Rest, reactivity, and recovery: A psychophysiological assessment of borderline personality disorder

David Eddie, Marsha E. Bates, Evgeny G. Vaschillo, Paul M. Lehrer, Michelle Retkwa, Michael Miuccio

Research output: Contribution to journalArticlepeer-review

9 Scopus citations

Abstract

Difficulty regulating emotion is a cardinal feature of borderline personality disorder (BPD), yet little is known about the automatic psychophysiological processes involved in this phenotype. Inconsistent findings have emerged from studies that employed limited assessments (e.g., heart rate variability, skin conductance) of autonomic nervous system response to emotional contexts, and compared groups based on the presence or absence of BPD as a categorical diagnosis. This exploratory study assessed a comprehensive set of autonomic nervous system processes in 44 individuals (22 with BPD) at rest, in response to emotionally evocative stimuli, and during a subsequent recovery period. BPD was characterized with a dimensional measure of BPD symptom severity, as a well by categorical diagnosis. At baseline and across experimental tasks, higher heart rate was observed in those diagnosed with BPD compared to controls, and in those expressing greater BPD symptom severity. These effects, however, were fully mediated by differences in physical exercise. In contrast, during recovery from emotional activation, greater symptom severity predicted consistently higher levels of multiple sympathetic and parasympathetic processes compared to lower symptom severity. Overall, these findings suggest that the heart rate elevations sometimes observed in those diagnosed with BPD may be associated with individual and group differences in levels of physical exercise. Results further indicate that adaptive psychophysiological recovery responses following emotional challenge may be disrupted in proportion to BPD symptom severity, independently of exercise. Results highlight the utility of considering lifestyle factors and symptom severity in studies of emotional activation and regulation processes in BPD.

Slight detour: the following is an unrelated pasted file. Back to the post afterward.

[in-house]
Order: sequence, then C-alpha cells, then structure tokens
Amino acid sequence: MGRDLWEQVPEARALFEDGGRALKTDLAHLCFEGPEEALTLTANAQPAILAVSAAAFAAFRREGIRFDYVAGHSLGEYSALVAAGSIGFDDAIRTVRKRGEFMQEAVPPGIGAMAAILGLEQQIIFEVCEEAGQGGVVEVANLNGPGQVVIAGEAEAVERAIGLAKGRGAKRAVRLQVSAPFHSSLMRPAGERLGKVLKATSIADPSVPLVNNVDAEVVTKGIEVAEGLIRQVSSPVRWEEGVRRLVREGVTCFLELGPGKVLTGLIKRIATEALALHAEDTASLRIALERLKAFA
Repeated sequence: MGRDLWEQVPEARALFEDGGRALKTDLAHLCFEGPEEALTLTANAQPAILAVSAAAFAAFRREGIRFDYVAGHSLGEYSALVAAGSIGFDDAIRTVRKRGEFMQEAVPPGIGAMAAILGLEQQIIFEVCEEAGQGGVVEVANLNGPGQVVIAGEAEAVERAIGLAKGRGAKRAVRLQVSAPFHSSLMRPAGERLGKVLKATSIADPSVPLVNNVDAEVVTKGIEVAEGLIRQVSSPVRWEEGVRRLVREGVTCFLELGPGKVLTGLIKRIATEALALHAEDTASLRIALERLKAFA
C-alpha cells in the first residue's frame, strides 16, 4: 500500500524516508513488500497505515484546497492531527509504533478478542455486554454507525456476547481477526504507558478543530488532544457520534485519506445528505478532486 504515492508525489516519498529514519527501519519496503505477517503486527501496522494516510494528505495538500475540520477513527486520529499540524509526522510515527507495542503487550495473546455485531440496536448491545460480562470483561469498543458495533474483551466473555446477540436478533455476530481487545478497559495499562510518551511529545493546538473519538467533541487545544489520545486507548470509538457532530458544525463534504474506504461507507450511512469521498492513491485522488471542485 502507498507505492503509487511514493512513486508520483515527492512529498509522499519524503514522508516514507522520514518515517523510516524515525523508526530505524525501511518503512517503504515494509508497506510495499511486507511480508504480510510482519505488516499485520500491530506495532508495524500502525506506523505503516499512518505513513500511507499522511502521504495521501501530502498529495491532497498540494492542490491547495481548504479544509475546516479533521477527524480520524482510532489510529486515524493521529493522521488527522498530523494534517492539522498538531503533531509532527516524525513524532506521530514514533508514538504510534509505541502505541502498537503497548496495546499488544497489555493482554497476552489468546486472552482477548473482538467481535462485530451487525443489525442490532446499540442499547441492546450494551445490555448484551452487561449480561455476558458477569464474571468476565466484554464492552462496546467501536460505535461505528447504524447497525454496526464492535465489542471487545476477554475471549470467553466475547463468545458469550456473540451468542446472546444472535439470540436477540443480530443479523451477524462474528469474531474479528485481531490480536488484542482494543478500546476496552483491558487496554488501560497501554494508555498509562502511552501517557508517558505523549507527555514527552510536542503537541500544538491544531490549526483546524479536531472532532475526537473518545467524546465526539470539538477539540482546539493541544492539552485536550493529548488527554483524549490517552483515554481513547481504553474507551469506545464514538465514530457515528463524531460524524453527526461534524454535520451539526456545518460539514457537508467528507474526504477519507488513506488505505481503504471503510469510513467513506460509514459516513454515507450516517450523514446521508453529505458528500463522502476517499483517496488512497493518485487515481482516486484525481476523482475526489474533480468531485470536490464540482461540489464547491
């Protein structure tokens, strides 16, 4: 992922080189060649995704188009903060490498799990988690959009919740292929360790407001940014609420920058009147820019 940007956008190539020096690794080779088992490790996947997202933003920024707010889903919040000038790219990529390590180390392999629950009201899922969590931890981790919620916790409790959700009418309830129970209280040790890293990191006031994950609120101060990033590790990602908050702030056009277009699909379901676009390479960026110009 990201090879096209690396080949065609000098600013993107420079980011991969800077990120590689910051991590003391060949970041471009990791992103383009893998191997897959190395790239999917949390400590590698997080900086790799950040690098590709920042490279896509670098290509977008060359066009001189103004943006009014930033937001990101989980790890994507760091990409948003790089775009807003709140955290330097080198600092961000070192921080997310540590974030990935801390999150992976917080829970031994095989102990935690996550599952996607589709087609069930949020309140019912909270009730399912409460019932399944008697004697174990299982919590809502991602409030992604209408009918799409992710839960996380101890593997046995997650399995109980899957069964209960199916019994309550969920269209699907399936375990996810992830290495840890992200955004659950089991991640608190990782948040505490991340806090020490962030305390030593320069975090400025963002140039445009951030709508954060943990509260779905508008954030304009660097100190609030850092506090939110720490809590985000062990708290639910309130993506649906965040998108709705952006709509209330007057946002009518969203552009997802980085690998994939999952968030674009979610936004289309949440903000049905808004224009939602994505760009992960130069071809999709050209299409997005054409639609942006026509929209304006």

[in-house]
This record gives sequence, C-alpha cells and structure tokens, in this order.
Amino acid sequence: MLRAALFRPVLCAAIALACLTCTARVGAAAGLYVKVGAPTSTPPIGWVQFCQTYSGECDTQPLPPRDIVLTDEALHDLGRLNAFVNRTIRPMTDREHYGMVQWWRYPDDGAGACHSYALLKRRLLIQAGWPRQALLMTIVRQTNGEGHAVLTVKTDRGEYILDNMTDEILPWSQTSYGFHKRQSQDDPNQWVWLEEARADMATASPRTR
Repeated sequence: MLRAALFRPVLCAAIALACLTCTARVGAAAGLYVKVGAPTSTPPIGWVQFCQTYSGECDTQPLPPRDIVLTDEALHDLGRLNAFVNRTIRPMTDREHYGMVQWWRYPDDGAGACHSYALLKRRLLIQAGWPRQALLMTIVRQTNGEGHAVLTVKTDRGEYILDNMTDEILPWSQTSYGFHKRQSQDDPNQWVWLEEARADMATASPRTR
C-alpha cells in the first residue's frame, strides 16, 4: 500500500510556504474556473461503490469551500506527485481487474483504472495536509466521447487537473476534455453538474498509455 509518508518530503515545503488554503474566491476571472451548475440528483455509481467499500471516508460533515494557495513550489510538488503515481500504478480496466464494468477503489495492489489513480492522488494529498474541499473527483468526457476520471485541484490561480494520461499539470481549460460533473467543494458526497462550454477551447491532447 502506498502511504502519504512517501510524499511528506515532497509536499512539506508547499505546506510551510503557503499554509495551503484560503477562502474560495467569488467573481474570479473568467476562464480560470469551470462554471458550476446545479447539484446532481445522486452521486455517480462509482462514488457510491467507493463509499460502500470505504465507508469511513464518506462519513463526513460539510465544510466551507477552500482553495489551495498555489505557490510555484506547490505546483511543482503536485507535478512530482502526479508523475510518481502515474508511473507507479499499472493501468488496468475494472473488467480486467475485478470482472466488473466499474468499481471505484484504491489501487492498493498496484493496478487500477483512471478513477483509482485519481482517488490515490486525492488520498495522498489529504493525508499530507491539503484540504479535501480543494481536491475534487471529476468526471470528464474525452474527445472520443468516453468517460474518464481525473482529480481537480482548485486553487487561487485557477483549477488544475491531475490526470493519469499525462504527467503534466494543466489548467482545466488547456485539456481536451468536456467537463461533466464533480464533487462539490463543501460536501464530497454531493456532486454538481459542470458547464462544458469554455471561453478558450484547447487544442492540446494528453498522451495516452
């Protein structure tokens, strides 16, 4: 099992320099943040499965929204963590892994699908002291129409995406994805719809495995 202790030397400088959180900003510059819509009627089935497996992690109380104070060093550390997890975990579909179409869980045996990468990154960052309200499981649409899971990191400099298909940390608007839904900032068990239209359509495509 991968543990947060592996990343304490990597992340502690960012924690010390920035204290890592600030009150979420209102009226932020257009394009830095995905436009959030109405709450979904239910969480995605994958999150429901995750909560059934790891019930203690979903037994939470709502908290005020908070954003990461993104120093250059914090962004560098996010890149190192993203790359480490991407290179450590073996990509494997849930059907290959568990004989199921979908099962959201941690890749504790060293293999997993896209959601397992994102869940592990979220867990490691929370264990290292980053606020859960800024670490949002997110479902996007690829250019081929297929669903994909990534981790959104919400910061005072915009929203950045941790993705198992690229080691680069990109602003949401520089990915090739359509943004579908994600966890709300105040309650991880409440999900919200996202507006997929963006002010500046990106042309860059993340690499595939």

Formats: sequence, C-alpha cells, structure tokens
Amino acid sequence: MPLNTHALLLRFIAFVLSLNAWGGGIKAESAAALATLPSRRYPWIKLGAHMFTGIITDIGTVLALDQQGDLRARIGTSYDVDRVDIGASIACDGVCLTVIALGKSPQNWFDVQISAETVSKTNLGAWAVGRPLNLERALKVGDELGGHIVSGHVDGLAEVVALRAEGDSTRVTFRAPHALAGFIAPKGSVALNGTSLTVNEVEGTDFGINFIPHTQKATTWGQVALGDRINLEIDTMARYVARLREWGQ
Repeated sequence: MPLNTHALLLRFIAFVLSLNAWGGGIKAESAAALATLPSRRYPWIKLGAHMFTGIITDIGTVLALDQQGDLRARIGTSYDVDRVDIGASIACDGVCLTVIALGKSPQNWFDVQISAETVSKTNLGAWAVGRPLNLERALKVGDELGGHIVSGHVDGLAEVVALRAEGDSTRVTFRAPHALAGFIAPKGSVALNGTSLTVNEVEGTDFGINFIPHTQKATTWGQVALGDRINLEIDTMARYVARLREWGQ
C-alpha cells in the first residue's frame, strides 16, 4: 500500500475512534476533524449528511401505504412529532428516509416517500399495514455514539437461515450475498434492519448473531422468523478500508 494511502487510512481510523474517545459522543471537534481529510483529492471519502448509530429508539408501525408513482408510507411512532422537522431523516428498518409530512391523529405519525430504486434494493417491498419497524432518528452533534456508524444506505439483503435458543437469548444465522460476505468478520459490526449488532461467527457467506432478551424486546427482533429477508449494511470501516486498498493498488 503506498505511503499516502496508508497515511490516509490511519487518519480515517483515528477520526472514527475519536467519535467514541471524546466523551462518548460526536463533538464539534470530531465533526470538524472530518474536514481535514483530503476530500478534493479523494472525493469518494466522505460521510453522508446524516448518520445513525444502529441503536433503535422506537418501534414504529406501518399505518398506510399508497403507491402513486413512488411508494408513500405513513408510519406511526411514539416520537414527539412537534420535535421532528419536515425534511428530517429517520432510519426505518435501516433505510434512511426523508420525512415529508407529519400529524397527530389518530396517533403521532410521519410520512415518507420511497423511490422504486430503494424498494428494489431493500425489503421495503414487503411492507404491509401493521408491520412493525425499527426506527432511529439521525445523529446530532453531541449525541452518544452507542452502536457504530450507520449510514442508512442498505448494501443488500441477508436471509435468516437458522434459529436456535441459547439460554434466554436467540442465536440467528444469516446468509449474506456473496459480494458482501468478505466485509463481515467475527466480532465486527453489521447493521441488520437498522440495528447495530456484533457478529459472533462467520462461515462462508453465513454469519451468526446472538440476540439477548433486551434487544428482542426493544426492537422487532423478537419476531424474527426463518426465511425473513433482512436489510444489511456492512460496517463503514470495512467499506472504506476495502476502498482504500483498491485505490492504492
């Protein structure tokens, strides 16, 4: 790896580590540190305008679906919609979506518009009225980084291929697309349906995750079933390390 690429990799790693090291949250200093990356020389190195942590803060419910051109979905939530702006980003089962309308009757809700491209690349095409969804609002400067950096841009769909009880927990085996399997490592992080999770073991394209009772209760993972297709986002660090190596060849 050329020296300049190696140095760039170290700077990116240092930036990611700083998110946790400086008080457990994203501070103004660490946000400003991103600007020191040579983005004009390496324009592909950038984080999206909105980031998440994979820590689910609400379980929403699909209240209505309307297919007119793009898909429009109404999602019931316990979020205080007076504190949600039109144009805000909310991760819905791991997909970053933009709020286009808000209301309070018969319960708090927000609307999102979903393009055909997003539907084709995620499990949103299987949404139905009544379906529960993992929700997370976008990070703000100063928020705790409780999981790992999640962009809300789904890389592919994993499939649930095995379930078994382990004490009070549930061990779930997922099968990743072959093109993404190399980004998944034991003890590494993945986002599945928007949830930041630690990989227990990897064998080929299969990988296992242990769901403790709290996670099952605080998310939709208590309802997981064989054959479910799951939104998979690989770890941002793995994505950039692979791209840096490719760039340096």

Original languageEnglish (US)
Article number505
JournalFrontiers in Psychiatry
Volume9
Issue numberOCT
DOIs
StatePublished - Oct 16 2018

All Science Journal Classification (ASJC) codes

  • Psychiatry and Mental health

Keywords

  • Autonomic nervous system
  • Borderline personality disorder
  • Central autonomic network
  • Emotion regulation
  • Emotion responding
  • Heart rate variability
  • Psychophysiology
  • Symptom severity

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